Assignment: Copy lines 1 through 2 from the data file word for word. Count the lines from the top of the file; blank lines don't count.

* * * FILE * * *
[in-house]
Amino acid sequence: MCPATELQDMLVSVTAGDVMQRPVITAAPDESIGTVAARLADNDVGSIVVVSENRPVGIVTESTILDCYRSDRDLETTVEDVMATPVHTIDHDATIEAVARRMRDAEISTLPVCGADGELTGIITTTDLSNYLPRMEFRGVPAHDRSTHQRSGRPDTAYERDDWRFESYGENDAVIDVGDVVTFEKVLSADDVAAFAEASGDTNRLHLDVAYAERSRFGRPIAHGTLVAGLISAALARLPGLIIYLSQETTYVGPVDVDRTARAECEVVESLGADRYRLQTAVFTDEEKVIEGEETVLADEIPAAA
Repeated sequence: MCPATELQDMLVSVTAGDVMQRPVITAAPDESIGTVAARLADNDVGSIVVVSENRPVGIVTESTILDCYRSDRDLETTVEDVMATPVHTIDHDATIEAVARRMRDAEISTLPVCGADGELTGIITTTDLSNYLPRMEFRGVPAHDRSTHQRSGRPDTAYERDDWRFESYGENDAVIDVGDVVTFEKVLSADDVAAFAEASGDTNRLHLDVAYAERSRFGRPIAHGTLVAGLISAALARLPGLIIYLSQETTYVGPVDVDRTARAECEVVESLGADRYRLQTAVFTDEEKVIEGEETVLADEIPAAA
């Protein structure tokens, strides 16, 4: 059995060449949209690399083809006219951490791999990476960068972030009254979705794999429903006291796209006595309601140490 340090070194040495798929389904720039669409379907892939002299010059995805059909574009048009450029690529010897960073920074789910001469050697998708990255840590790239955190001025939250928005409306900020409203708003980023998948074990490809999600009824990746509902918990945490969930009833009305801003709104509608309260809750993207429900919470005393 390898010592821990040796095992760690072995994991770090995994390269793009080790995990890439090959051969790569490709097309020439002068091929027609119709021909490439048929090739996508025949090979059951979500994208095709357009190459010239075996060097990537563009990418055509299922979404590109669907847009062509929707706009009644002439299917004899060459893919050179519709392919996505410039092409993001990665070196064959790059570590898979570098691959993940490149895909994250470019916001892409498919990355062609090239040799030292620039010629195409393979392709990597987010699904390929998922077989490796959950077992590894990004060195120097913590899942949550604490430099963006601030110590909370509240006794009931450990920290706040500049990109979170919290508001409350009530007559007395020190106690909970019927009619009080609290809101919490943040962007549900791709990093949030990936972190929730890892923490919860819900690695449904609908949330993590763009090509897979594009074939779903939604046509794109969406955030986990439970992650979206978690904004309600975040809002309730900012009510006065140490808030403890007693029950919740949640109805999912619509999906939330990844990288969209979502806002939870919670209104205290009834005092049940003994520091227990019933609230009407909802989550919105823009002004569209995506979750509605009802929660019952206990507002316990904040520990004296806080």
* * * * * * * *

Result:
[in-house]
Amino acid sequence: MCPATELQDMLVSVTAGDVMQRPVITAAPDESIGTVAARLADNDVGSIVVVSENRPVGIVTESTILDCYRSDRDLETTVEDVMATPVHTIDHDATIEAVARRMRDAEISTLPVCGADGELTGIITTTDLSNYLPRMEFRGVPAHDRSTHQRSGRPDTAYERDDWRFESYGENDAVIDVGDVVTFEKVLSADDVAAFAEASGDTNRLHLDVAYAERSRFGRPIAHGTLVAGLISAALARLPGLIIYLSQETTYVGPVDVDRTARAECEVVESLGADRYRLQTAVFTDEEKVIEGEETVLADEIPAAA